Internment Camp Memorial Shrine in Harvey, Western Australia has a huge history base beginning in WWII when Mussolini and Hitler joined forces and declared war on Great Britain and France. As a result, all German and Italian migrants living in the allied countries were categorised as enemy aliens, and subsequently interned in camps. One of these camps was situated in Harvey, known as Camp #11 with about 1000 internees.
One of the prisoners instigated the construction of an altar made of stone, depicting the Catholic faith. The shrine still stands today and was enclosed in a chapel in 1992. It is believed to be the only road side shrine of its kind in Australia.
Housed in the chapel are several sculptures (described below) and an "Australia Remembers" static display. The shrine is a popular tourist attraction depicting an important part of our history.
The She-Wolf (known as Lupa)
The Internment Camp Shrine houses a replica sculpture of the she-wolf and the two suckling's Romulus and Remus. Sculptured by a creative Italian internee who coped with the boredom of camp life by exercising his talents.
The legend of Romulus and Remus (the sons of Rea Silva and the god Mars, abandoned on the waters of the Tiber, and suckled by a she-wolf) that Rome derives its symbol. In fact, the she-wolf, an Etruscan work of the first half of the 5th century B.C. can be seen today in the Capitoline Museum in the Palazzo dei Conservatori. Originally the sculpture did not have the two charming "putti" in the act of suckling milk; these were added in the 15th century by the great Florentine sculptor Atonio del Pollaiolo.
There are some theories regarding the origin of the name 'Rome'. Some scholars maintain that it comes from the word 'Rumon', the name used for the River Tiber at the time of the city's founding. Other scholars tend to identify Rome with the word 'ruma' (breast), the name given to the Palatine Hill.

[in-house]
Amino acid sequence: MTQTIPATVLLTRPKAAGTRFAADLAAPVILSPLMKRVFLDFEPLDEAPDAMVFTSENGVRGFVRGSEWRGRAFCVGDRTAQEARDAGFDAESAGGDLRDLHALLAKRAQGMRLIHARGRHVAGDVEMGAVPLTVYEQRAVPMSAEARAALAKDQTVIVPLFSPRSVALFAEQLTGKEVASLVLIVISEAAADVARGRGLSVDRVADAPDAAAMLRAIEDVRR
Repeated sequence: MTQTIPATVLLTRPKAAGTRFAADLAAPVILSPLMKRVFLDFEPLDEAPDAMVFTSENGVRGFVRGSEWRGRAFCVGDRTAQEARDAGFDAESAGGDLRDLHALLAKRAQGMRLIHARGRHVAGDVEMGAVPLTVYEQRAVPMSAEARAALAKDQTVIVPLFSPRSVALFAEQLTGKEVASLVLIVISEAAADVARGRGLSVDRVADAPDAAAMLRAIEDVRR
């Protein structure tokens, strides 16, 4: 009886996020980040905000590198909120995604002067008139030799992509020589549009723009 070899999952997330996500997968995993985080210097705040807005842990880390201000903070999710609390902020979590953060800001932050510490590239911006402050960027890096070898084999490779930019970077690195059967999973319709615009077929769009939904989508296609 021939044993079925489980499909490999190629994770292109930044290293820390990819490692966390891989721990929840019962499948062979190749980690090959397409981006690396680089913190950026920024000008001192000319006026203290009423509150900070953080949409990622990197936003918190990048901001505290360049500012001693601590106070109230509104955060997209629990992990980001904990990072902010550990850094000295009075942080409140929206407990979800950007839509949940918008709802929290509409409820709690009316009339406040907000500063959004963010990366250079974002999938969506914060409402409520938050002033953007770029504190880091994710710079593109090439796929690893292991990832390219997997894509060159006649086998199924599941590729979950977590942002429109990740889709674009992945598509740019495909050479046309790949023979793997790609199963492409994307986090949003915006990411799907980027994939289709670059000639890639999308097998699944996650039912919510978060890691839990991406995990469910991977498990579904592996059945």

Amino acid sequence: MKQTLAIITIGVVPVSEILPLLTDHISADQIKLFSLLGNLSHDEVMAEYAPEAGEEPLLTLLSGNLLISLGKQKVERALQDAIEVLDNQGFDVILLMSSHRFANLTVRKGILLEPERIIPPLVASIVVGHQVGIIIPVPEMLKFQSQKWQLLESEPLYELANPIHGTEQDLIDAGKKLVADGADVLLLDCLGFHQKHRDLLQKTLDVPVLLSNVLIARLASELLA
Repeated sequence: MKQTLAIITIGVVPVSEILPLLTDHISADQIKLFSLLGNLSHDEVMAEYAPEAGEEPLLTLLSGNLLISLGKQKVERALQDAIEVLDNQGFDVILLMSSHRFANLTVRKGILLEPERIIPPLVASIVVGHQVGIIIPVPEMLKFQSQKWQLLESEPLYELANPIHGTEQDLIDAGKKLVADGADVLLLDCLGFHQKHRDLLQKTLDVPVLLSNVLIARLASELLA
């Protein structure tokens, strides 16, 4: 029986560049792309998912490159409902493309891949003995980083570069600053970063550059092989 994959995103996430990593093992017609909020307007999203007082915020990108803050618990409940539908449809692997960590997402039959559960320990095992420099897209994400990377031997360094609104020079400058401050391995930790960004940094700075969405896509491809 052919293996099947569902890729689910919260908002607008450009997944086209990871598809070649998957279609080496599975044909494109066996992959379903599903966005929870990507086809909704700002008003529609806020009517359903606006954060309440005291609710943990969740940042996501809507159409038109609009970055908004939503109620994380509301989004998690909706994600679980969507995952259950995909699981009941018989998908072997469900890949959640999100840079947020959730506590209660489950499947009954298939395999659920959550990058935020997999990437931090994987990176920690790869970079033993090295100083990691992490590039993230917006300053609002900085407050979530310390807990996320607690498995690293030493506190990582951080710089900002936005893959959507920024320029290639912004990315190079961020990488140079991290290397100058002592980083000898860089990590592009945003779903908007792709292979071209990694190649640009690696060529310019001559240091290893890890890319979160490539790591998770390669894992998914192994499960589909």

This sculpture by Dante Giacomel, of a replica Light House was donated to Dr Francis Gordon Stimson for his son Donald Stimson by the internees in 1942. Dr F. G. Stimson was the camp doctor for the duration of hostilities (1939-1945) and was appreciated very much for his caring towards the internees. The sculpture was donated back to the Shrine by the Stimson family. Donald Stimson passed away in 1950. Dr Stimson passed away in 1958 after serving the district since 1934.
Two garden pots were also produced at the camp. They were in the possession of Mr DM (Mick) Breen who resided in Harvey from 1922 to 1975. Mick passed away 10/7/03 and requested the two pots be returned to the Shrine for historic reference. Delivered to the Shrine by his son David Breen 18/7/2003.
Internment Camp Fountain
The Internment Camp Shrine Committee secured a grant of $20,000 in 2002 to erect a Water Fountain at the Shrine. This project was completed in 2002.
Along your 200m journey from the Stirling Cottage Gardens to the Internment Camp Memorial Shrine you will come across a bridge known as Garry's Crossing. Many of our visitors ask why it is called this. The name relates to a local - Garry Van Burgel OAM in recognition of the work that he did in assisting with the establishment of the Shire precinct and particularly the crossing over the channel to give direct access between the Visitor Centre and Internment Camp Shrine.
Access to the Shrine
To access to the Internment Camp Memorial Shrine is currently closed. Very soon it will be available to visitors via a QR Code system.